The varying lifestyles between The Netherlands and the United States provide a unique juxtapose in regards to business customs and etiquette. The Dutch are a very modern and egalitarian society, who practices modesty, tolerance, independence and self-reliance on a daily basis. Their values align with those of a working-class society, such as education, hard work and ambition. As a people, they loathe ostentatious behavior, and see spending money as a necessity or a vice, rather than a pleasure. The Dutch do, however, value their cultural heritage, history of art within the country, and their ability to remain a powerful international entity. The United States, on the other hand, is a more frivolous society in comparison, but certain aspects of the business world are still very formal. America consists of a diverse population, which is oftentimes why it is referred to as a “melting pot” of cultures. Due to this, America tends to be a welcoming society as a whole, with informal and friendly attitudes. In the U.S., the phrase “time is money” is applicable in many different business settings; a person’s ability to be on time reflects responsibility and reliability in their personality. Individualism is another important characteristic of Americans; people tend to be very proud of their individual accomplishments, initiative and success. Through these varying cultural dimensions, America and The Netherlands provide an interesting contrast in relation to their respective business customs and etiquette.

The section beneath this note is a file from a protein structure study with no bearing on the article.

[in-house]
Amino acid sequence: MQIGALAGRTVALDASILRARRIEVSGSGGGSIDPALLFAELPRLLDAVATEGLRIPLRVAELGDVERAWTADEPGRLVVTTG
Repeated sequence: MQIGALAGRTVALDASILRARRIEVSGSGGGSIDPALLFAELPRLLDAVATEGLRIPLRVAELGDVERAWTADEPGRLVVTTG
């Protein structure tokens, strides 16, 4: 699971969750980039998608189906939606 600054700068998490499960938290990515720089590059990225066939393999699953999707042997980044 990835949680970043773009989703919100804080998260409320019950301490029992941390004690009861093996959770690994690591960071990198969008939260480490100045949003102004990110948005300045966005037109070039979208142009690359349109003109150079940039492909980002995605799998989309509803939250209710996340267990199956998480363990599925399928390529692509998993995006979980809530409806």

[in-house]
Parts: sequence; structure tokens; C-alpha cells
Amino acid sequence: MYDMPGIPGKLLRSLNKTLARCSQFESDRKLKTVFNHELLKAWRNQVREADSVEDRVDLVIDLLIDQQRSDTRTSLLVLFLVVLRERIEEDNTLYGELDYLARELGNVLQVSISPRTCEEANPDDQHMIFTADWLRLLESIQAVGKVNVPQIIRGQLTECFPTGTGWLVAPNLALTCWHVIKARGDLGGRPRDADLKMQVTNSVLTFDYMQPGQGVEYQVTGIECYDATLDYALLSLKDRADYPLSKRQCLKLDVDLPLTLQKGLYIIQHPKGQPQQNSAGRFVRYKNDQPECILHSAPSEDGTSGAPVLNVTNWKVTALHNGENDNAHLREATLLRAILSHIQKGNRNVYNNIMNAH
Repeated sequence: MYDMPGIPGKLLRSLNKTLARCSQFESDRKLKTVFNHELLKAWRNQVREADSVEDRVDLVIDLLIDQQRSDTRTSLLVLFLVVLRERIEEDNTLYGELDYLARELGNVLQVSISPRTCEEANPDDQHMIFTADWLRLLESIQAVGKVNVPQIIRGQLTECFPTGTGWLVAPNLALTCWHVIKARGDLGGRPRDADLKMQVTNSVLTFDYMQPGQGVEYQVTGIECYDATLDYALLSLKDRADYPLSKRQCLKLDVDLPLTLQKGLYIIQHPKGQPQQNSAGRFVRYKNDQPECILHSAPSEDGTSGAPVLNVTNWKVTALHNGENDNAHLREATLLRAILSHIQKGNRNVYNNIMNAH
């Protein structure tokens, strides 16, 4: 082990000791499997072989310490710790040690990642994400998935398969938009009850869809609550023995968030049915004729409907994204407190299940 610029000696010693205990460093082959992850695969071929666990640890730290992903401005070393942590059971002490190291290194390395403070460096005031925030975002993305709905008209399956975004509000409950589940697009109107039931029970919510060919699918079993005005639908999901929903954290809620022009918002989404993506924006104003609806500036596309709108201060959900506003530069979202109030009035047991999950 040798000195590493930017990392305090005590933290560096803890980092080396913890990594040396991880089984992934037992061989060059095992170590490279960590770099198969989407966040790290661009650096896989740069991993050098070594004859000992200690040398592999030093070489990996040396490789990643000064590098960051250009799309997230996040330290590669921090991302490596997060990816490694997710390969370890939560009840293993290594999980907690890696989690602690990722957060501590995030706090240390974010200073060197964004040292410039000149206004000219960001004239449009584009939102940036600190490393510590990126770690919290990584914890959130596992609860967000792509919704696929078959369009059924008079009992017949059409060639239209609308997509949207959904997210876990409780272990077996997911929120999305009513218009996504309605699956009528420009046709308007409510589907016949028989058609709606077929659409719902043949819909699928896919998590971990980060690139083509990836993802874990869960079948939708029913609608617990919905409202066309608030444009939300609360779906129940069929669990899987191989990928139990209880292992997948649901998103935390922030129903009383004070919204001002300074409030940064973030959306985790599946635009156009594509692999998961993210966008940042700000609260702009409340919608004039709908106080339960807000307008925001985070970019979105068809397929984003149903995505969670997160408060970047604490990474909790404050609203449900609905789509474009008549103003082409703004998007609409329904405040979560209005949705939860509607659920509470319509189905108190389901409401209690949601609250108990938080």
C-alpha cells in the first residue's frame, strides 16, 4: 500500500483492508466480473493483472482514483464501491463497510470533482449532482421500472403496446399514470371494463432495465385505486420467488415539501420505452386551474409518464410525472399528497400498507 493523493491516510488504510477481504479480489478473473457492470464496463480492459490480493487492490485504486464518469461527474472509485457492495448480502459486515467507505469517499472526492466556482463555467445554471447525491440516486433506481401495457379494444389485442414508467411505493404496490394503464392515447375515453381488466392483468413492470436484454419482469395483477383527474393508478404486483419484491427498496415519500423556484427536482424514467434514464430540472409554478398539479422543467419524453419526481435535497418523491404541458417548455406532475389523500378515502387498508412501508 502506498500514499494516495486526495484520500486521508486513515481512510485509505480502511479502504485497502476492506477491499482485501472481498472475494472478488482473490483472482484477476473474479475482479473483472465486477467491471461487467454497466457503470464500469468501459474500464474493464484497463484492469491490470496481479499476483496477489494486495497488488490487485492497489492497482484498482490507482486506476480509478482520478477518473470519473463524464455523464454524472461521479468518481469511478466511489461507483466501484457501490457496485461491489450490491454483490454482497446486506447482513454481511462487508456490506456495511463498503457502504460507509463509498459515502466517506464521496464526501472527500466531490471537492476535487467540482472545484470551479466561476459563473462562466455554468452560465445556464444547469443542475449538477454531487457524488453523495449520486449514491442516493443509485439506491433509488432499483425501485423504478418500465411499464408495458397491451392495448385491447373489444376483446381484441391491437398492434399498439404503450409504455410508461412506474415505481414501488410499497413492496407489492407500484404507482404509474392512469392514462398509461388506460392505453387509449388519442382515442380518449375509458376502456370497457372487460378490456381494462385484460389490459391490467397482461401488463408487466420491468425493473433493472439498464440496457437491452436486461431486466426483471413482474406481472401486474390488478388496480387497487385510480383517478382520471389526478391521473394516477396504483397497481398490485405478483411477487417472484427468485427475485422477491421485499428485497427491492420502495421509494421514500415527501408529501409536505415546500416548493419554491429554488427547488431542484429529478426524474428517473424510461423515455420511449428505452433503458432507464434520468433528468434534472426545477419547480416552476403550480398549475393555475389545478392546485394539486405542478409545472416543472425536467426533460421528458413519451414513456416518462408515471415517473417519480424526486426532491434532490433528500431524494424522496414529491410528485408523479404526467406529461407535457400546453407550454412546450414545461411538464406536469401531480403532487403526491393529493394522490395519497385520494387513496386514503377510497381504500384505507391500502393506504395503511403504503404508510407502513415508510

The first dimension of differentiation is meeting and greeting in a business setting. In The Netherlands, it is customary to shake hands with everyone present, including children, upon arrival and upon leaving. When being introduced, it is important to identify yourself, as the Dutch consider it rude not to do so. Instead of “hello,” the Dutch will simply give their last name; this applies when answering the phone as well. If you are too far away from...
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